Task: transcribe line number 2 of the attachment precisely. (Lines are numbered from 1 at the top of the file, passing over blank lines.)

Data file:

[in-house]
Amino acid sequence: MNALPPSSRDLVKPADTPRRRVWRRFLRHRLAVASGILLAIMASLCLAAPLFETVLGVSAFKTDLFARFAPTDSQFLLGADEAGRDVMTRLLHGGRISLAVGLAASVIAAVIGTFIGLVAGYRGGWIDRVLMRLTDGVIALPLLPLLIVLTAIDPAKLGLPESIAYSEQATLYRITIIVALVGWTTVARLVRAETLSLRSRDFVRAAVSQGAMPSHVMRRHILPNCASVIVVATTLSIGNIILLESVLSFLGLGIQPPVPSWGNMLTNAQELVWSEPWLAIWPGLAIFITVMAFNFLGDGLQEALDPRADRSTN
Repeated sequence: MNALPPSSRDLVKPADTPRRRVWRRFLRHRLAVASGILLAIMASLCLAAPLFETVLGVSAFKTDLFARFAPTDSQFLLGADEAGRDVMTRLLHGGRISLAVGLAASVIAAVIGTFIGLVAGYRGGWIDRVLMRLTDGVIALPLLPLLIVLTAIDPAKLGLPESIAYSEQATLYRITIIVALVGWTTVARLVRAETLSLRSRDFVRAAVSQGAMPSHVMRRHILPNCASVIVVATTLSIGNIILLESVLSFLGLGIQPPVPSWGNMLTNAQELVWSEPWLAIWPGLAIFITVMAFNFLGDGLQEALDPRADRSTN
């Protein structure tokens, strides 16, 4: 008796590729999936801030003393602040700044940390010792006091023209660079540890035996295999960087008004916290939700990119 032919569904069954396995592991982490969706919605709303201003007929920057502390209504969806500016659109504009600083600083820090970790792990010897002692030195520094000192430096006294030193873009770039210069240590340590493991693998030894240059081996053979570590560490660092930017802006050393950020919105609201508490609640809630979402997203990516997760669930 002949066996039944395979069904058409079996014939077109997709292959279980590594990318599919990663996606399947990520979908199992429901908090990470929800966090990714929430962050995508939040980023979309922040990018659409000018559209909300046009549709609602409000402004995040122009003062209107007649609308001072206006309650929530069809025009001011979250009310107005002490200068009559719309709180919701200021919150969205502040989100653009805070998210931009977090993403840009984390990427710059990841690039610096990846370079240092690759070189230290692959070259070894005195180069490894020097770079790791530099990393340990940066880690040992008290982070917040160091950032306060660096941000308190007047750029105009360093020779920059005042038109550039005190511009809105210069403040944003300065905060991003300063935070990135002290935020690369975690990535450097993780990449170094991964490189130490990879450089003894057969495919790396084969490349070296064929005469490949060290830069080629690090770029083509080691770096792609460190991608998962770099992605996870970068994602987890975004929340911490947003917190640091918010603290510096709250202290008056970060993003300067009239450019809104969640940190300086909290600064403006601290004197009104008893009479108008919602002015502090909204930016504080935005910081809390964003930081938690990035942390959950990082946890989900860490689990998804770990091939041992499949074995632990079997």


Amino acid sequence: MNALPPSSRDLVKPADTPRRRVWRRFLRHRLAVASGILLAIMASLCLAAPLFETVLGVSAFKTDLFARFAPTDSQFLLGADEAGRDVMTRLLHGGRISLAVGLAASVIAAVIGTFIGLVAGYRGGWIDRVLMRLTDGVIALPLLPLLIVLTAIDPAKLGLPESIAYSEQATLYRITIIVALVGWTTVARLVRAETLSLRSRDFVRAAVSQGAMPSHVMRRHILPNCASVIVVATTLSIGNIILLESVLSFLGLGIQPPVPSWGNMLTNAQELVWSEPWLAIWPGLAIFITVMAFNFLGDGLQEALDPRADRSTN